Aspiring Software Engineer
Yet Another Firefox Hardening Guide
My guide to improving security and privacy in Firefox without sacrificing convenience.
Table of Contents
- Why not Google Chrome?
- Why hardening Firefox?
- Before you start
- Let's start in the Options menu
- Dive into advanced settings
- Install some add-ons
Why not Google Chrome?
Many statistics show that Google Chrome is the most popular browser, and it’s extremely fast and secure. However, Google wants to collect data and know everything about you, which is why they’re dominating online advertising. Chrome is also not completely open source. Even though Chrome is based on the Chromium project, which is open source, but Google Chrome comes with many proprietary components.
Why hardening Firefox?
By default, Firefox collects data via telemetry and crash reporting and doesn’t protect your privacy very well. By hardening Firefox, telemetry and crash reporting can be disabled, and tracking on websites can be mostly blocked, giving them little chance to track you.
Before you start
- This guide is written for Firefox version 65 or newer.
- Update Firefox to the lastet stable version before you start. If you're using Firefox ESR, update Firefox to the latest minor release.
- If you see an option that doesn't exist in your version of Firefox, just ignore it.
Let's start in the Options menu
Remove Pocket from your home page
Under Home > Firefox Home Content, UNCHECK Recommended by Pocket
Change your default search engine
I recommend DuckDuckGo as an alternative to Google, as it respects your privacy and doesn't track you.
If you'd like to use DuckDuckGo as your primary search engine, simply go to Search > Default search engine and change it to DuckDuckGo.
Enable Tracking Protection
Under Privacy & Security > Content Blocking, select Custom. CHECK all options and select All third-part cookies under Cookies. This may cause a very small number of websites to break, but it's worth it for security and privacy.
On the same page, under Login & Security, UNCHECK Ask to save logins and passwords for websites. It's usually not a good idea to save passwords in your browser. Use a password manager instead (I recommend Bitwarden.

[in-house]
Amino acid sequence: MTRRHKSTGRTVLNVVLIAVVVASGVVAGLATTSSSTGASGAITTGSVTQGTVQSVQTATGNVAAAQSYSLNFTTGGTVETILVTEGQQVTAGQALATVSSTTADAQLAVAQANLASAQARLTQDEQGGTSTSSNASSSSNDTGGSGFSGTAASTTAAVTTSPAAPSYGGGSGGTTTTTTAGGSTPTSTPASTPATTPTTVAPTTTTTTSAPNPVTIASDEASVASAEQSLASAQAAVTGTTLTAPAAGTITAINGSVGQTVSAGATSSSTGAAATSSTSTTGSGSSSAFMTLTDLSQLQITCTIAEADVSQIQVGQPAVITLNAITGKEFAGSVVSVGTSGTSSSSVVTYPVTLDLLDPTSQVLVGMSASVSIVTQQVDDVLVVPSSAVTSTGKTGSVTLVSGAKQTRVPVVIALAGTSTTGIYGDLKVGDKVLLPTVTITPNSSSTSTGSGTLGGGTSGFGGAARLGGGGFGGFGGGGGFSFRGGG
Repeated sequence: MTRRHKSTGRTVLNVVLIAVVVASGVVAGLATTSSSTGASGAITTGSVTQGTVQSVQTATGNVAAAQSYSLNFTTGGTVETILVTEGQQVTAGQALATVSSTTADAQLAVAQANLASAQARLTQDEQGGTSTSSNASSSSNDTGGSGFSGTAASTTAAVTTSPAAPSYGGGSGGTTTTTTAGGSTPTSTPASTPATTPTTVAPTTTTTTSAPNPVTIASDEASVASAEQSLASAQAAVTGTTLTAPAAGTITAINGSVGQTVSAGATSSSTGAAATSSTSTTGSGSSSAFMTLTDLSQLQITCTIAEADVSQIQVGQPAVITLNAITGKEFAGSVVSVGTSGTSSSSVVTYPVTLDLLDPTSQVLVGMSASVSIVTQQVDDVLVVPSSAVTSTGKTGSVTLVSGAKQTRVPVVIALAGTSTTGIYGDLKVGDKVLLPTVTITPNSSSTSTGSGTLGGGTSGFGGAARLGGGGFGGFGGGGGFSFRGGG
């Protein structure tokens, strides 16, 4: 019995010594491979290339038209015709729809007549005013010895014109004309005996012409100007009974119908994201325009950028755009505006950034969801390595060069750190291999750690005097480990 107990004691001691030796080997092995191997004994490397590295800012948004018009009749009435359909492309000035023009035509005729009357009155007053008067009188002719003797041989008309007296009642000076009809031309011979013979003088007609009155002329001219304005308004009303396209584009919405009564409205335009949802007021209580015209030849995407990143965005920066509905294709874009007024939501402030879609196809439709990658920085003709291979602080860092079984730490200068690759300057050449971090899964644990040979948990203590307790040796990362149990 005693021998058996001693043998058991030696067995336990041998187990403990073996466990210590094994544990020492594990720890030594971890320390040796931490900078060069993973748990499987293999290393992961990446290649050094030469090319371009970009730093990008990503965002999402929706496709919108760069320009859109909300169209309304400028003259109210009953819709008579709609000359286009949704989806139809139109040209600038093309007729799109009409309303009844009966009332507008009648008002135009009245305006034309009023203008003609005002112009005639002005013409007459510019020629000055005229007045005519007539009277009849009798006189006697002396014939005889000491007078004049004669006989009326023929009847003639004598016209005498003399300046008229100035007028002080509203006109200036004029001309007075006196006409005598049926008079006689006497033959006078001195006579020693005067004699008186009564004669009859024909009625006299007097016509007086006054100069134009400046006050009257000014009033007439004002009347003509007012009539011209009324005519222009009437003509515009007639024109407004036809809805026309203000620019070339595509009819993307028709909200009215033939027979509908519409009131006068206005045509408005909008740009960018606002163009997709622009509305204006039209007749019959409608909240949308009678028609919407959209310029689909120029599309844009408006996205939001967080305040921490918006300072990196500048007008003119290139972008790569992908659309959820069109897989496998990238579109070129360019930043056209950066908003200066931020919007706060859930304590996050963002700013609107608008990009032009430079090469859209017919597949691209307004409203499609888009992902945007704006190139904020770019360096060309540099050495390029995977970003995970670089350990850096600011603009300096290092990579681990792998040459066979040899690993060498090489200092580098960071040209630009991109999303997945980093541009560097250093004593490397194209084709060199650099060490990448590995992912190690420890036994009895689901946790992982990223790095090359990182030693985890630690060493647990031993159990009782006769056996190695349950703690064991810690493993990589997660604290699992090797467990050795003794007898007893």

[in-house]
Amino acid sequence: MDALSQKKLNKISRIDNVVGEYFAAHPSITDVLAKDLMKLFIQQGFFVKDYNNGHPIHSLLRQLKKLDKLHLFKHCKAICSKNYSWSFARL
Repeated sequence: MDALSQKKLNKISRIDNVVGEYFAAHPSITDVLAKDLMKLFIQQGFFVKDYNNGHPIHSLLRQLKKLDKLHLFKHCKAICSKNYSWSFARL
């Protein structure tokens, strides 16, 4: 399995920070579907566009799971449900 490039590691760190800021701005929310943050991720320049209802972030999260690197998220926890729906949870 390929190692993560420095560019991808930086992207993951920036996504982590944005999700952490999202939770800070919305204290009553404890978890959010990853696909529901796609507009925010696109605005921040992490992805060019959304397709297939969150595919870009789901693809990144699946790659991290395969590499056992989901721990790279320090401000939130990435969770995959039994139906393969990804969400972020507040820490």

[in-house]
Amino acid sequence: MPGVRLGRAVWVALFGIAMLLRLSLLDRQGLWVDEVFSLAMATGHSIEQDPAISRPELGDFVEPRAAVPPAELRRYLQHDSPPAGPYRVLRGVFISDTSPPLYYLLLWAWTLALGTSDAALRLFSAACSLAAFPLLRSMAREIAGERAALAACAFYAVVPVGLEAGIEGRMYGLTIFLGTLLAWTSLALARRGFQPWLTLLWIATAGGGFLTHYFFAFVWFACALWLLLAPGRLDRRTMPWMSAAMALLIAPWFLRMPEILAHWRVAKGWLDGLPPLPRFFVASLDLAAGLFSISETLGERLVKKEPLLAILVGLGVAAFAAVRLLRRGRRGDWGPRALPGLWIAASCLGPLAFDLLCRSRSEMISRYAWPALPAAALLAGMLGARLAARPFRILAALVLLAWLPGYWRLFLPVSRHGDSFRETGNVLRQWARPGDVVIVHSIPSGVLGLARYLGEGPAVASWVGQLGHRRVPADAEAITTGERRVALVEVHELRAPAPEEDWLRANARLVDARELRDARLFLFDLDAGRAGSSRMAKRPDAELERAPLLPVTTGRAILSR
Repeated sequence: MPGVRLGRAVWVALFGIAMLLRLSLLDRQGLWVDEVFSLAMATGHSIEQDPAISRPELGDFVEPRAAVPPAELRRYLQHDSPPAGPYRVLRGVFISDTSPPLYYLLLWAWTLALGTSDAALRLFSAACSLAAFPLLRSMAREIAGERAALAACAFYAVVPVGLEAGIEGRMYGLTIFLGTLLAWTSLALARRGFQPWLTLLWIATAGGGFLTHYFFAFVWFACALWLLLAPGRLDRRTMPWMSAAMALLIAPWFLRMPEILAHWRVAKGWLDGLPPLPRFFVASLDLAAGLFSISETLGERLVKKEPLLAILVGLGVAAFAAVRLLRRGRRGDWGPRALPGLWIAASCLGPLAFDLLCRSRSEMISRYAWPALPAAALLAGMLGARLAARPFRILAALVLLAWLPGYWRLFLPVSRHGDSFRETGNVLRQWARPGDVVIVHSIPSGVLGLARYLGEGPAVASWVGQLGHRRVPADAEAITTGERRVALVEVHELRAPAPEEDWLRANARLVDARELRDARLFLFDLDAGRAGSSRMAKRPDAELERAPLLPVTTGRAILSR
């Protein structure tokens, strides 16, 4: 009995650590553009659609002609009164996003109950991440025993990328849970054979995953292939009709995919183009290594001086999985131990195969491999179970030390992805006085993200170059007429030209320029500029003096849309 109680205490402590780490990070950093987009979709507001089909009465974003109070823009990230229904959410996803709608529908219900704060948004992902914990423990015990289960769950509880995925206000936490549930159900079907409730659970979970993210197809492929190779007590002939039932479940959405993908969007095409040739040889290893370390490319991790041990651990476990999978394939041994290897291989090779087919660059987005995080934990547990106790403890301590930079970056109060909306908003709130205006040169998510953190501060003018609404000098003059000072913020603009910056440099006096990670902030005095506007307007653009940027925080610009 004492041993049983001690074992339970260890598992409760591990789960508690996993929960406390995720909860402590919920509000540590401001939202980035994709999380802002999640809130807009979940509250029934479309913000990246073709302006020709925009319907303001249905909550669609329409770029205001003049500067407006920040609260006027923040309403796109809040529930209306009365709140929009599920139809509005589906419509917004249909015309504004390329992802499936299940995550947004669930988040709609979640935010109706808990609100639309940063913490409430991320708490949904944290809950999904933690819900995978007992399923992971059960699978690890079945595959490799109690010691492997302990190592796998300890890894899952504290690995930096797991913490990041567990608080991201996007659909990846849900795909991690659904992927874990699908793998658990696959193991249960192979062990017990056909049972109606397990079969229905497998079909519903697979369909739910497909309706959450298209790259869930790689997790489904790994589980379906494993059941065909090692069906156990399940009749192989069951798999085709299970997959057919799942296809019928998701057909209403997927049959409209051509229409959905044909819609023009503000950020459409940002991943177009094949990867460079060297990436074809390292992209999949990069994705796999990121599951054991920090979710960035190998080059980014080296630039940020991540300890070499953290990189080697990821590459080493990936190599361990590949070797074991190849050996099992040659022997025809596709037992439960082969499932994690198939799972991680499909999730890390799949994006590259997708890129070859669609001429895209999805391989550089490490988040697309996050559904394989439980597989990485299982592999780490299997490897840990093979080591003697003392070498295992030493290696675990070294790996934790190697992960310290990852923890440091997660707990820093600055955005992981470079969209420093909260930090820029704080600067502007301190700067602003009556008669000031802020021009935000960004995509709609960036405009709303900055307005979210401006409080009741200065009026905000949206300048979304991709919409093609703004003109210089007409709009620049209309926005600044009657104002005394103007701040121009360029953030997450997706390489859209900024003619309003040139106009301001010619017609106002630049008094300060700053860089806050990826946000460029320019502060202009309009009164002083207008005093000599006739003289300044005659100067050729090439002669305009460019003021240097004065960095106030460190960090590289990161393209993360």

Disable telemetry and error reporting
On the same page, UNCHECK EVERYTHING under Firefox Data Collection and Use.
Dive into advanced settings
To access these advanced settings, enter about:config into the URL bar and hit enter. When you see a warning screen, just click I accept the risk to continue.
All configuration items are in alphabetical order, and easily searchable using the search bar on the top of the page. In this section, configuration items are
highlighted, and their values are in bold.
Double-click on a configuration item to modify it. If the item is a boolean, double-clicking it will change it from true to false, or vice versa. If the item is an integer or a string, double-clicking it will open a pop-up box to edit the value.
Making these changes disables Firefox telemetry:
- Delete the URL for
toolkit.telemetry.server, and leave it empty
If you don't use Pocket, or you don't want Firefox's Pocket integration, make the following changes:
To stop audio and video from automatically start playing, make the following changes:
WebRTC can potentially expose your real IP address, changing the following disables it:
Disable geolocation support
This prevents websites from accessing your location information. Change
geo.enabled to false.
Disable notification support
Web notifications are rarely useful and many find it annoying. To disable it completely, change
dom.webnotifications.enabled to false.
WebGL is used for some online games, but it's also a security risk and can potentially be used for fingerprinting. Disable it by changing
webgl.disabled to true.
Even though prefetching may speed things up a bit, it may connect to servers without user intervention (which can be a privacy issue) and its performance benefits are minimal. Making these changes will disable prefetching:
Resist browser fingerprinting
This feature can decrease advertisers' and online trackers' ability to identify you. Change